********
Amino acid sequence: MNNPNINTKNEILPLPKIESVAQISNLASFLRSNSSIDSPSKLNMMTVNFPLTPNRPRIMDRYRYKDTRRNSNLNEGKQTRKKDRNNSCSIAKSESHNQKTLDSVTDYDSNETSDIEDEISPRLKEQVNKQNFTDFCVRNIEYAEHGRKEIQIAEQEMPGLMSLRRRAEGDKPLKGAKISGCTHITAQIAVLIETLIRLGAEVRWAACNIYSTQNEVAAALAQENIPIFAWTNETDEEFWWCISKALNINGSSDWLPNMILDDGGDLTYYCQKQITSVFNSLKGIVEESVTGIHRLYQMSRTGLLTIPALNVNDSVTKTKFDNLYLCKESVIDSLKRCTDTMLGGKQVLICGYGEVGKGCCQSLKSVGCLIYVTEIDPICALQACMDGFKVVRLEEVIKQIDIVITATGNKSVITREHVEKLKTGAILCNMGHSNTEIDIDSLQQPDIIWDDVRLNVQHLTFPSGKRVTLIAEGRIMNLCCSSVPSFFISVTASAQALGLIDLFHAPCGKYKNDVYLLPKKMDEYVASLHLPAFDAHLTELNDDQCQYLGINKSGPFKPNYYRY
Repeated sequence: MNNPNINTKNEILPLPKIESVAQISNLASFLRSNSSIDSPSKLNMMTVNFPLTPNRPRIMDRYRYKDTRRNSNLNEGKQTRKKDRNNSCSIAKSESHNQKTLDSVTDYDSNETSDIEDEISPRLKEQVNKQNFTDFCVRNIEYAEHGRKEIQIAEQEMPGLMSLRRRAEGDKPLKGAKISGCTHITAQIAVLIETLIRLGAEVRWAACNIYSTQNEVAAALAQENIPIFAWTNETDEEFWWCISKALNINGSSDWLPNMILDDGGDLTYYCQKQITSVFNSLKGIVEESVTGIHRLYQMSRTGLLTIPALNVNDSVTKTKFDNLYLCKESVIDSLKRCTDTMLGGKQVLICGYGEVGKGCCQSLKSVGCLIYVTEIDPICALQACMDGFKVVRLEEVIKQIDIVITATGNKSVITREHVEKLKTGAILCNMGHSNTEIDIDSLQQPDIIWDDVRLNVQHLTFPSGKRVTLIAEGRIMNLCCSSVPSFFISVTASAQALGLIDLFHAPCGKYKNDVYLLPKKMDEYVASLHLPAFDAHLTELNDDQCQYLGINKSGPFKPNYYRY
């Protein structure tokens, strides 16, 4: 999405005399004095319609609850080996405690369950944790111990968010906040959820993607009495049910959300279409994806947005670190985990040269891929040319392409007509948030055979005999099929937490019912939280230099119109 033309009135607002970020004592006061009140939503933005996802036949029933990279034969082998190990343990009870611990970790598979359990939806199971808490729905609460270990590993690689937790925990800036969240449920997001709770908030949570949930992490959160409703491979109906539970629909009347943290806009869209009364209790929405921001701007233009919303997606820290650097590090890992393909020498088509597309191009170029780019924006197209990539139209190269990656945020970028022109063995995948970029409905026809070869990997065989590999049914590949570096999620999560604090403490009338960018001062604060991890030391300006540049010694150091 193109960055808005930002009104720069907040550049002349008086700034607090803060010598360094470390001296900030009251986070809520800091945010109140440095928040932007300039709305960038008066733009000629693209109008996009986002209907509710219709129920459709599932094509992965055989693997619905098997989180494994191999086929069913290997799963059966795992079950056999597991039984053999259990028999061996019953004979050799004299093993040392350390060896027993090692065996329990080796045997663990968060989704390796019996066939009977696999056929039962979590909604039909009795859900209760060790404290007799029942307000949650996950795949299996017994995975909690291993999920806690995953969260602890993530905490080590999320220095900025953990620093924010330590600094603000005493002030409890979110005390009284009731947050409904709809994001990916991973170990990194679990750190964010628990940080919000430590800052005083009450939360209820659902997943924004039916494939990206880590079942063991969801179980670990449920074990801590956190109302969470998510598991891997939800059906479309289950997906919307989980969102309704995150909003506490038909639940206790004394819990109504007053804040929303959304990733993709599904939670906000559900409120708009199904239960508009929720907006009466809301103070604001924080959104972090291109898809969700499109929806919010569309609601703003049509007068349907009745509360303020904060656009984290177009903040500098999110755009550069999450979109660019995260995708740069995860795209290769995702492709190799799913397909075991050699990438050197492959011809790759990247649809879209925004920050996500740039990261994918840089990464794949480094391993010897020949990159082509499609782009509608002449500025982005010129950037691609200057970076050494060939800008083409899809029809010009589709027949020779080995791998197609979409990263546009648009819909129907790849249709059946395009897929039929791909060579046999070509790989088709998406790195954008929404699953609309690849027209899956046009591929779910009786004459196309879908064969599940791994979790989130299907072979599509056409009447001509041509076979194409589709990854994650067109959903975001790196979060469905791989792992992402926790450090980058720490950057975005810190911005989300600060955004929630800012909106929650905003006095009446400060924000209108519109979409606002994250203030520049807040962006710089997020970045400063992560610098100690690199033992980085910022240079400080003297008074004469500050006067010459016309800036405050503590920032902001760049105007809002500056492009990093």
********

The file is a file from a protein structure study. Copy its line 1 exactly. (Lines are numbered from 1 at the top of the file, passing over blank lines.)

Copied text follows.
Amino acid sequence: MNNPNINTKNEILPLPKIESVAQISNLASFLRSNSSIDSPSKLNMMTVNFPLTPNRPRIMDRYRYKDTRRNSNLNEGKQTRKKDRNNSCSIAKSESHNQKTLDSVTDYDSNETSDIEDEISPRLKEQVNKQNFTDFCVRNIEYAEHGRKEIQIAEQEMPGLMSLRRRAEGDKPLKGAKISGCTHITAQIAVLIETLIRLGAEVRWAACNIYSTQNEVAAALAQENIPIFAWTNETDEEFWWCISKALNINGSSDWLPNMILDDGGDLTYYCQKQITSVFNSLKGIVEESVTGIHRLYQMSRTGLLTIPALNVNDSVTKTKFDNLYLCKESVIDSLKRCTDTMLGGKQVLICGYGEVGKGCCQSLKSVGCLIYVTEIDPICALQACMDGFKVVRLEEVIKQIDIVITATGNKSVITREHVEKLKTGAILCNMGHSNTEIDIDSLQQPDIIWDDVRLNVQHLTFPSGKRVTLIAEGRIMNLCCSSVPSFFISVTASAQALGLIDLFHAPCGKYKNDVYLLPKKMDEYVASLHLPAFDAHLTELNDDQCQYLGINKSGPFKPNYYRY